There are two sets of photos below illustrating the channel or rail system. One set shows the heat shrink tubing in use and the other a thin cord (but thicker than most lax strings) bought at a climbing store. After your standard shooters are installed, putting in the rail system is a breeze.




Tie off one end of the cord to a point on the outer edge of the pocket. Decide where you want the U shape to form up around the shooters. Be sure to think of symmetry at this point. Find the midway point between the tie off and the turn in the U. Feed the cord through that mid-point and then through the turns of the U. Finish the U and come back down the other side. All turns, weavings and knots must be absolutely symetrical. Also, be sure that there's not enough space for the ball to get caught under any of the longer stretches of cord forming the rail on the surface of the pocket.




If using the tubing, start with a smaller cord. Sidewall strings work well. Notice that we tied a knot a the top of each tube to keep it in place. You can heat the tubing onto the cord or not. We are trying it without and find that its a flawless channel with a little resistance. If we heated the rail, less resistance would be created. Release can be controlled by placement of the U. Notice that on the head with the cord rail we ran the rail over two shooting strings before going behind the pocket with the turn. On the tube version, we only crossed over only one shooter and the release features less resistance and more "touch" or "english" on softer tosses. Experiment and see what you like. These are so easy to pop in and out. Let us know what you think.









Primarily for use with mesh, the strap can quickly adjust pocket depth and tension, while the elastic strap adds some cushion to catches and punch to passes and shots. The Strap can be made with elastic or without and requires just a few items found at sewing stores. The first is an 8 /2" long piece of waistband trim. This comes by the foot and in many patterns, colors, elasticity and materials. Pick a strong one and if you use elastic, be sure that its hard to stretch and still very strong when fully stretched. You'll need a 2 1/2 inch velcro strip. Cut the sharp hook end to about 1 1/2 inches. Now you'll need a needle and thread or preferably a sewing machine. Right. Like you have a sewing machine. Someone you know does and this takes a minute to do, so beg them to help.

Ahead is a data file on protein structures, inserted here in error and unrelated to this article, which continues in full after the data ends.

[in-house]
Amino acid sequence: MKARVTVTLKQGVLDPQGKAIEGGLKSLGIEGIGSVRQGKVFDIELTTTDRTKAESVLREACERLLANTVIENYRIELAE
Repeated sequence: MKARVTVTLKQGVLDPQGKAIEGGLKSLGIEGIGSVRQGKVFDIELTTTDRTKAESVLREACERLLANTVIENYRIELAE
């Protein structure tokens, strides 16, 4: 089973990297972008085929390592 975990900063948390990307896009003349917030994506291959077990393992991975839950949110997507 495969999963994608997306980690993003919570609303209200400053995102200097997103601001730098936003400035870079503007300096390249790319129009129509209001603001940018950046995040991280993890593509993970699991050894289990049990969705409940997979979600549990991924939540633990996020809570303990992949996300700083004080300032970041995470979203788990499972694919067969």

Sew the pieces of velcro onto the longer strip as shown in the top picture. If someone you know has a sewing machine, it works a WHOLE LOT BETTER. A dry-cleaner/tailor will often sew this for under 5 dollars. If you use elastic, you'll notice that when you sew the velcro to it the elasticity in those sections is lost. This is a good thing. Remember, we don't want too much stretch. Be sure to sew the velcro to opposite sides of the center strap.


You may want to snip a few of the inner holes on the mesh where you weave the strap through. This allows greater motion than just folding the strap in half length-wise where it weaves trough the mesh, which is also an option.


Once the strap is in place throw and adjust until it fits your tension. If you chose elastic, enjoy the ride! There should be a slight bounce or "sling-shot effect" in your throws. Because the elasticity is at the base of the pocket, forward motion is achieved after the sling shot effect but before impact on the shooting strings. If this is not the case or the sling shot effect is too pronounced, you'll experience inconsistency. If its just right, you'll get a little deeper pocket on power cradles and checks and a nice cushioned response when catching, along with the sling shot thing. Warning: whips can become more pronouced if you use a big one. Try tightening everything else up and starting off with less whip. You'll like the effect if you adjust to your taste patiently while throwing against a wall.


Check with local authorities (your coach, a ref) to see if there are any rules against these configurations locally. We can't find anything in the NCAA rulebook that addresses them. Take these concepts and try the ones you like. We are testing all of them currently and with some success. We'll compare results and publish your comments in a later edition of Stick Tech.